HT-29 human colon cancer cells, obtained from the cell bank of CAS (Shanghai). were cultured in Dulbecco’s modified Eagle’s medium/HIGH with L-glutamine, without sodium pyruvate (HyClone, cat# SH30003.02). All media were supplemented with 10% FBS (Gemini, cat# 900-108) and 100 units/ml penicillin/streptomycin (Invitrogen, cat# 15140163). All the cells were cultured at 37 °C with 5% CO2 and tested to be mycoplasma-negative by the standard PCR method. HT-29(MLKL-KO) cells were generated by using the CRISPR/Cas9-genome editing strategy and confirmed by PCR and western blot. The Cas9-target sites are as follows: human MLKL (5′-TACTCTTCAAGGACGTGAACAGG-3, 5′-TTCCCTTAGCAGAATCCACGGGG-3′). The stable cell lines were established by the lentiviral expression system. HEK293T cells were transfected with lentiviral vectors (pCDH-CMV-MCS-EF1-copGFP) and virus packing plasmids (psPAX2 and pMD2.G, Addgene cat#12259) by using EZ transfection reagents (Life iLab Biotech Co., Ltd, cat# AC04L092). The virus-containing medium was harvested 48 hr later and added to HT-29 MLKL KO cells as indicated, with 10 μg/ml polybrene.
Chemical crosslinking assay
Crosslinker disuccinimidyl glutarate (Thermo Fisher Scientific, cat# 20593) was freshly made by dissolving in DMSO as a 20 mM stock solution. For proteins’ crosslinking, wild-type or mutant forms of MLKL recombinant kinase-like domain proteins were incubated with 500 μM DSG for 30 min at room temperature, along with DMSO as a negative control. The reaction was stopped by the addition of 100 mM Tris-HCl (pH 7.5) and incubated for 15 min at room temperature according to the user’s instruction. Then, samples were separated by SDS-PAGE and analyzed by Coomassie blue staining. For crosslinking in lysates, HEK293T or HEK293T-RIP3 cells plated in a 60 mm dish were transfected with 6 μg of MLKL expression vectors for 24 h (HEK293T) or for 12 h then treated with T/S/Z for 8 h (HEK293T-RIP3). The cells were harvested, and the whole-cell lysates were incubated with or without 100 μM compounds on ice for 4 h, then mixed with DMSO (as a control) or 500 μM crosslinker DSG for 30 min. After stopping the reaction, samples were separated by SDS-PAGE and analyzed by western blotting.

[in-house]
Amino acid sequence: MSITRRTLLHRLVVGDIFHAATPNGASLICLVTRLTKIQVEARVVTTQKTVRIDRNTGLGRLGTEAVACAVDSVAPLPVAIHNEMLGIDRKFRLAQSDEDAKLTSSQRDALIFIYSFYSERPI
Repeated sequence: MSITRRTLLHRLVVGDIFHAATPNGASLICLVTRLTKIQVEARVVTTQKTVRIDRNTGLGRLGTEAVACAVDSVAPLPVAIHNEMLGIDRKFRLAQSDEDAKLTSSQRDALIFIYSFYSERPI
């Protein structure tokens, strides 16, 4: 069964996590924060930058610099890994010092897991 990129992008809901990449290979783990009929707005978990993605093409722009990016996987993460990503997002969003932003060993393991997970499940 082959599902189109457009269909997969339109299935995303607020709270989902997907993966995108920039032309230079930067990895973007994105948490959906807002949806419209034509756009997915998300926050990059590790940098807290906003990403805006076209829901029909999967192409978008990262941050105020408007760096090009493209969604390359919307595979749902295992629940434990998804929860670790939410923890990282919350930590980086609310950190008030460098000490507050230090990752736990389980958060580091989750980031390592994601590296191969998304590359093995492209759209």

Recombinant protein purification
The cDNAs encoding wild-type or mutant forms of the truncated kinase-like domain (human,179~471 aa) MLKL were subcloned into the expression vector pFastBac-I (Life Technologies, Inc.) with an N-terminal GST tag followed by sequence of HRV3C Protease (Leu-Glu-Val-Leu-Phe-Gln-Gly-Pro) cleavage site. The plasmid was transformed into DH10Bac E. coli cells (Weidi Biotechnology Co, Ltd). The recombinant viral DNA bacmid was purified according to the Bac-To-Bac Baculovirus Expression procedure and confirmed by PCR amplification analysis. The proteins were expressed in Sf9 insect cells and were purified with Glutathione Sepharose 4B (GE Healthcare, cat#17075604) in wash buffer (20 mM Hepes-NaOH pH 7.5, 150 mM NaCl, and 3 mM DTT). The GST tag was removed by on-column digestion with homemade HRV3C Protease for overnight at 4 °C. The proteins were collected and concentrated for further purification by Superdex 75 or Superdex 200 gel filtration chromatography (GE Healthcare, cat# 17-5174-01 and cat# 28-9909-44). Protein was eluted in storage buffer (20 mM Hepes-NaOH pH 7.5 and100 mM NaCl) for storage.
The cDNAs encoding wild-type or mutant forms of MLKL (126 ~181 aa) subcloned into the expression vector PET-SUMO (Life Technologies, Inc.).The plasmid was transformed into BL21(DE3) E. coli cells (Weidi Biotechnology Co, Ltd). The proteins were purified with NTA resin (GE Healthcare), then further purification by Superdex 200 gel filtration chromatography (GE Healthcare, cat#28990944). Protein was eluted in storage buffer (20 mM Hepes-NaOH pH 7.5 and100 mM NaCl) for storage.
Blue native polyacrylamide gel electrophoresis
Blue Native-PAGE was using Tris-glycine native gel. Recombinant wild-type or mutant forms of MLKL-KLD proteins (2 mg/mL) were mixed with Native-PAGE loading buffer (containing 0.1% Coomassie brilliant blue G250). Analytes were applied to 10% Tris-glycine native gel in blue cathode buffer with 0.02% Coomassie brilliant blue G250, and electrophoresis was performed at room temperature, 115 V, 40 mA. The gels were stained with Coomassie Brilliant Blue G250.